Glam and controversy have been revived by the latest phenom, a bizarre but incredibly gifted woman who took on the moniker Lady Gaga. Her peculiar risqué ensembles defy description, while her music pulsates and sparkles like a disco glitter ball. Leading the industry’s charge back into dance tunes, her recordings are more complex and layered than the hits of the 70s. Gaga could never have been foreseen. She could only have been discovered.

Now that our little whirlwind tour is up-to-date, can’t you see the futility of scouring the world for the next Lady Gaga or Madonna or the Beatles or Elvis? Pointless!

Talent comes in all shapes, sizes, genders and formats, fortunately. The next big thing will look nothing like the last big thing, and if that means no more meat dresses, Mother Hen is absolutely fine with that!

Advertisements

6 responses to this post.

  1. As a music lover, I share your fascination with how music styles have developed and evolved over time. 🙂 Lady Gaga is a fascinating one. She really does remind me quite a bit of Madonna, however. Or maybe that’s because I always hear “Express Yourself” whenever “Born This Way” comes on the radio?

    Reply

  2. Great minds think alike, my dear.
    Why Mother Hen wrote the same thing about Lady Gaga a while back. Did you see it?
    https://motherhensnest.wordpress.com/2010/07/07/mother-hen-goes-gaga/
    Or are we just birds of a feather flocking together?
    Mother Hen

    Reply

  3. Good post!! However…

    Maybe your lil chicken feet got tired of typing Mother Hen…but you went all the way from Madonna to Eminem (I won’t even get into the fact that there’d be no Eminem w/o the Beastie Boys)?

    That’s a pretty big leap in years. There are some huge, “face of music”-changing, acts that could have been mentioned in between the two: Ever heard of a little band called U2? Or how bout the band that set the tone for the early 90’s…Nirvana? They ushered in an entire new sub-genre for goodness sake: Grunge rock!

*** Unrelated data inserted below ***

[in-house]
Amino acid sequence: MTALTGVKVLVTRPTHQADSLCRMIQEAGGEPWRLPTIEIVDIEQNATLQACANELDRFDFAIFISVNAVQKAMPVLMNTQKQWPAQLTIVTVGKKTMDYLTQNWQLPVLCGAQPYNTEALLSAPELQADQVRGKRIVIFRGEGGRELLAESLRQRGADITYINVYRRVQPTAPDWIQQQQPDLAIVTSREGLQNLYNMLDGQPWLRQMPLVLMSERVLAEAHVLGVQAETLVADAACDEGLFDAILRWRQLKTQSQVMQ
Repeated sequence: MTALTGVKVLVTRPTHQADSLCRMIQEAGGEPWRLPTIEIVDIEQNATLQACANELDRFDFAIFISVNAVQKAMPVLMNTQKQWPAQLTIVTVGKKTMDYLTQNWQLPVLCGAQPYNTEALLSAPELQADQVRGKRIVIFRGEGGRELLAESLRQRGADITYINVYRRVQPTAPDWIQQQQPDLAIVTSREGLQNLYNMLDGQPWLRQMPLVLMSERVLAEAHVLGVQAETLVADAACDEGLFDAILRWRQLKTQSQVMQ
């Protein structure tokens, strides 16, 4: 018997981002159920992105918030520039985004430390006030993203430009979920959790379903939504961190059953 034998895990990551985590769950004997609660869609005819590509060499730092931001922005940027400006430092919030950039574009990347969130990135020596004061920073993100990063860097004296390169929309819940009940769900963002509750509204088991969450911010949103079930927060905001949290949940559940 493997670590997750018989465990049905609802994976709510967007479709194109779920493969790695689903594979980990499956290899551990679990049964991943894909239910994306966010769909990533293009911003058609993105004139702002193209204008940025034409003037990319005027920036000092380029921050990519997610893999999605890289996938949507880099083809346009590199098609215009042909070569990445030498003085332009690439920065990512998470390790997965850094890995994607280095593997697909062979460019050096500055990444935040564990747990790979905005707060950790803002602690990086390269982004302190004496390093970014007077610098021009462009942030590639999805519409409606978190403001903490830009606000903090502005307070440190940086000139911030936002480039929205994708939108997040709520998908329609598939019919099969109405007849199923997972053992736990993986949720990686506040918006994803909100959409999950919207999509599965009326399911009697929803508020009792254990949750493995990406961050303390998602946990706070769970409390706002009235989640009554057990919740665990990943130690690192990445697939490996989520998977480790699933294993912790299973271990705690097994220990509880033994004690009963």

I’ve been inspired by more than a few blog posts I’ve read recently…to write about my relationship with music. I might have to start working on that.

    Reply

  4. Dear Ms. Evie,
    Mother Hen does realize that her analysis of the music scene was a tad arbitrary, but as her intention was to hit the major new influences over some 50 years, there were bound to be some significant exclusions.
    Mother Hen did consider U2, as the band has been a major success, but she was unsure of the true extent of their influence or whether their contribution reflected a radical change in the direction of musical history.
    Nirvana did indeed pioneer “grunge rock” as a genre, but because they were a band with a short shelf-life and grunge tends to be a sub-category of hard rock/heavy metal, she stands by her decision not to reference that group. (There is no Grammy for best grunge album, now is there?)
    Let’s take a look at some other genres and artists MH neglected, but could have acknowledged, for example.
    Genres:blues, jazz, R&B, reggae, disco, folk, country (which is as influential as can be) and Motown (which Mother Hen did consider including, and probably should have, as Berry Gordy’s studio changed the sound that the world listened to in a powerful way.)
    Artists: Well, MH has a whole list, but a link to the Rock and Roll Hall of Fame Inductees should suffice to demonstrate all the choices available. (Mother Hen did not see the Beastie Boys there, BTW).
    http://en.wikipedia.org/wiki/List_of_Rock_and_Roll_Hall_of_Fame_inductees
    So she was totally subjective, but what the hey, it’s her blog.
    Arbitrarily yours,
    Mother Hen

    Reply

Leave a Reply

Fill in your details below or click an icon to log in:

WordPress.com Logo

You are commenting using your WordPress.com account. Log Out / Change )

Twitter picture

You are commenting using your Twitter account. Log Out / Change )

Facebook photo

You are commenting using your Facebook account. Log Out / Change )

Google+ photo

You are commenting using your Google+ account. Log Out / Change )

Connecting to %s

%d bloggers like this: